Philadelphia, PA â€“ Foundation Fighting Blindness has awarded Penn Vet Professor of Medical Genetics and Ophthalmology Gustavo D. Aguirre, VMD, PhD with a $230,000 grant to continue the Penn Translational and Research Facility.
â€śThe main goal of the Translational and Research Facility is to accelerate the development and the pre-clinical testing of new and effective approaches to treat several forms of retinal degeneration (RD) in humans,â€ť said Dr. Aguirre.
This initiative will continue to play a critical role in bridging the basic science research on RD conducted by investigators affiliated with the facility and the testing of new therapies in clinically relevant models. Special emphasis, said Dr. Aguirre, will be placed on developing gene therapy strategies that target photoreceptor cells; identifying molecular signals that favor either the death or survival of photoreceptors at the onset of disease; identifying new naturally occurringforms of RDs; and providing academic or industry investigators access to a technical platform and scientific counseling for testing potentially promising therapies.
â€śBy examining the earliest cellular and molecular events that occur in the retina of the autosomal dominant and x-linked forms of retinitis pigmentosa models,â€ť said Dr. Aguirre, â€śwe expect to find new ways to stop the cascade of detrimental changes that take place before the photoreceptors are irreversibly committed to dying.â€ť
Dr. Aguirre is a professor of medical genetics and ophthalmology at Penn Vet. He is a world-renowned researcher who, in 2001, led the research effort that restored vision to Lancelot, a dog who was born blind, through the use of gene therapy. Consequently, clinical trials in children were started for that type of blindness â€“ Leberâ€™s congenital amaurosis -- and so far have been showing efficacy and safety. After his success with treating Lancelot, Dr. Aguirreâ€™s lab went on to study achromatopsia, and, with Dr. AndrĂˇs Komaromy, assistant professor of ophthalmology at Penn Vet, serving as primary investigator, has also completed groundbreaking work in developing gene therapy to treat thattype of blindness. Dr. Aguirre earned his VMD and PhD degrees from the University of Pennsylvania. Together with Drs. Jacobson and Cideciyan of PENN's Scheie Eye Institute, and colleagues at the University of Florida's Powell Gene Therapy Center, Drs. Aguirre and Beltran are leading, respectively, gene therapy studies for the treatment of X-linked (RPGR) and autosomal dominant (Rhodopsin) retinal degeneration in preclinical models that very closely resemble the very severe and common human disorders.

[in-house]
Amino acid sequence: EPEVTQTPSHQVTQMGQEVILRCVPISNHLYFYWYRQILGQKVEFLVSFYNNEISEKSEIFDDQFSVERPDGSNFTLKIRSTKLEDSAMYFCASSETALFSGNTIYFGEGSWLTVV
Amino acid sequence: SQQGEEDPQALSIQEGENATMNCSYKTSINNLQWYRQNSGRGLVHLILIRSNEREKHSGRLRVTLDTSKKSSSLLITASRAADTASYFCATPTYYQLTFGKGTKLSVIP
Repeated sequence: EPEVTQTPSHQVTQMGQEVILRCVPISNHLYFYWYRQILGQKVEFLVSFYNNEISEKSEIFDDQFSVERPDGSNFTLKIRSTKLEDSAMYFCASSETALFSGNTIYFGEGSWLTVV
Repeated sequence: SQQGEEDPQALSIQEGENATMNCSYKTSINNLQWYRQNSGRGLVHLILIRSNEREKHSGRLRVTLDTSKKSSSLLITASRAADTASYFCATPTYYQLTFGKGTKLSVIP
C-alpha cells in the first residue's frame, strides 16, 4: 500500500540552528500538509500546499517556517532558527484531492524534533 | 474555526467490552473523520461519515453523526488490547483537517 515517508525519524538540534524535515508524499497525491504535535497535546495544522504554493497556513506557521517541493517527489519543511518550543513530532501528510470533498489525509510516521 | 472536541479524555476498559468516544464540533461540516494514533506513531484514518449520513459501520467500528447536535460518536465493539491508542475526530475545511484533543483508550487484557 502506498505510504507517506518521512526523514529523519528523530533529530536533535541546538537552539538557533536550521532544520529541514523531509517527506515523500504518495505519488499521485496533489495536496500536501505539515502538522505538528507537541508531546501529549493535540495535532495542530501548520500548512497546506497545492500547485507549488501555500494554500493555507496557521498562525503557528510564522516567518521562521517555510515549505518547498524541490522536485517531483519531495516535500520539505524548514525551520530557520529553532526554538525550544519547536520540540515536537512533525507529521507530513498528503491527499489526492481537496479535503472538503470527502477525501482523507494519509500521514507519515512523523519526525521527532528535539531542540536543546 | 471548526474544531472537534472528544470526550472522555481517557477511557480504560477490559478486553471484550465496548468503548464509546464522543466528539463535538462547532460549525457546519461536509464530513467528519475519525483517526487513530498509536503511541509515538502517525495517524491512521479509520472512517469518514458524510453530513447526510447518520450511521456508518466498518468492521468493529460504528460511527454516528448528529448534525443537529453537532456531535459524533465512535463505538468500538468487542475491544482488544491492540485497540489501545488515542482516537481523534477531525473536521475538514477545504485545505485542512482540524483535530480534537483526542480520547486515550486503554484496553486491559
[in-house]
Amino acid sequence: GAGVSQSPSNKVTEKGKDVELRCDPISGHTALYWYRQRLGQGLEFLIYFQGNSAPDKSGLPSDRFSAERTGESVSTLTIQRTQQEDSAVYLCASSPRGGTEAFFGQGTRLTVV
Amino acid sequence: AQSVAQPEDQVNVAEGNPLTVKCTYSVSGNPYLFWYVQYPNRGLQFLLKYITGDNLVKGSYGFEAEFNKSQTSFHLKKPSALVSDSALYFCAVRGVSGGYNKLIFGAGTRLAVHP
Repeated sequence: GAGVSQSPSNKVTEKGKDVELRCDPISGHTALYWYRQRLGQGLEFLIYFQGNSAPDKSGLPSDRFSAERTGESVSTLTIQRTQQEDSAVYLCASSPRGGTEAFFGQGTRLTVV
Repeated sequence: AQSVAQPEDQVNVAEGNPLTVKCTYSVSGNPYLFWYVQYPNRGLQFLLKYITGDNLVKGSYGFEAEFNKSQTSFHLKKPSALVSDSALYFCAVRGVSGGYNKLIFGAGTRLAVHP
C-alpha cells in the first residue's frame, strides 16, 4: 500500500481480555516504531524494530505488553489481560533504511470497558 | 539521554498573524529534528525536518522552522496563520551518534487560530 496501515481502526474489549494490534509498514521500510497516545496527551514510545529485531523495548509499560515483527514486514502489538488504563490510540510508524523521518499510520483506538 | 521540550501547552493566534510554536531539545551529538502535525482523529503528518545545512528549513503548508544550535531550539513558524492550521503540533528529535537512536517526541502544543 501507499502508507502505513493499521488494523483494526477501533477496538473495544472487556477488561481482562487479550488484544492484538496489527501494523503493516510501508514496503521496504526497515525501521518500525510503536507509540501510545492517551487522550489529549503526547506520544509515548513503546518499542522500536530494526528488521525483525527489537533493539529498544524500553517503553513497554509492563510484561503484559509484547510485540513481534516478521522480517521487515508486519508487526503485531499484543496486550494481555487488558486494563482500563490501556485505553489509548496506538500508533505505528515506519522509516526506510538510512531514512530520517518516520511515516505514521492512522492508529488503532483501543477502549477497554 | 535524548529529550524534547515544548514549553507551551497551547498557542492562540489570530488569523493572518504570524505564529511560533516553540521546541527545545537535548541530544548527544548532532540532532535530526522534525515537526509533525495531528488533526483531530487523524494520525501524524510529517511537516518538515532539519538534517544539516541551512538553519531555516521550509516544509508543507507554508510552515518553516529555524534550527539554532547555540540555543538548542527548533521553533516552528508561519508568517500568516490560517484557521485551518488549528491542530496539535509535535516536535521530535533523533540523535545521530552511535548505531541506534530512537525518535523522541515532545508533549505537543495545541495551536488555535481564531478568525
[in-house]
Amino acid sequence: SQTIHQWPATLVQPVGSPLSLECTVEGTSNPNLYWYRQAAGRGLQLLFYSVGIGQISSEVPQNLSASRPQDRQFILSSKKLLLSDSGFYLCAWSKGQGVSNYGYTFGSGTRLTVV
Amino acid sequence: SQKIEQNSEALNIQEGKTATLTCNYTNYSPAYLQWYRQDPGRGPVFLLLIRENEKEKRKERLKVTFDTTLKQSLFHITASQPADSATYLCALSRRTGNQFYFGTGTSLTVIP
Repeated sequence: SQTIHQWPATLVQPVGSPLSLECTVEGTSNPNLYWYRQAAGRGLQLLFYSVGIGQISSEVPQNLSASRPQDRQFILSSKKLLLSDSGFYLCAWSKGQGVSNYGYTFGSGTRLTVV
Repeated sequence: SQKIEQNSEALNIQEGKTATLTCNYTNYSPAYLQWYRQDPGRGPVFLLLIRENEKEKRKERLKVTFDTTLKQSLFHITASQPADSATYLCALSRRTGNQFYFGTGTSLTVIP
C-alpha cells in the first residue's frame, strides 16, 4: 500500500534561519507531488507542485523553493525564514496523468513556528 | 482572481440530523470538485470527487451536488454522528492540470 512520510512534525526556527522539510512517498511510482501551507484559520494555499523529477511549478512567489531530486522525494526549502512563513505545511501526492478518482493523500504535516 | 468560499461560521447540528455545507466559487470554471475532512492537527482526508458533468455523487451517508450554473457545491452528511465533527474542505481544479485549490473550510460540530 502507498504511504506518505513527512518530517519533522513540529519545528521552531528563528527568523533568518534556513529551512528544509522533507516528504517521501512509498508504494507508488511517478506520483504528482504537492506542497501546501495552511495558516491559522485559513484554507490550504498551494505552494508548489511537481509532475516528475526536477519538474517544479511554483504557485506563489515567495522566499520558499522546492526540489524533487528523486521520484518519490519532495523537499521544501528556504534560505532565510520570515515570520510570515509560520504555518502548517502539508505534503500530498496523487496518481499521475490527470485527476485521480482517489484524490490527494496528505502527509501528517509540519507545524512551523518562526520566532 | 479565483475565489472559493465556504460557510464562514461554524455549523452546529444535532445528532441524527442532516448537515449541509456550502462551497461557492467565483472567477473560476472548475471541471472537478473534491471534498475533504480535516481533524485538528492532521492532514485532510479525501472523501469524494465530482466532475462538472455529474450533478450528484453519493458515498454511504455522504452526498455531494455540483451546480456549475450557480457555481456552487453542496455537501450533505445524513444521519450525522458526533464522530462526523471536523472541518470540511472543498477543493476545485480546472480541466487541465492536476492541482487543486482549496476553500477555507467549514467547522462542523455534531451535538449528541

About Foundation Fighting Blindness
The mission of the Foundation Fighting Blindness, Inc. is to drive research that will provide preventions, treatments and cures for people affect by retinitis pigmentosa(RP), macular degeneration, Usher syndrome and the entire spectrum of retinal degenerative diseases. Since its inception in 1971, the Foundation has raised more than $425 million to support these efforts. For more information, visit www.fightblindness.org.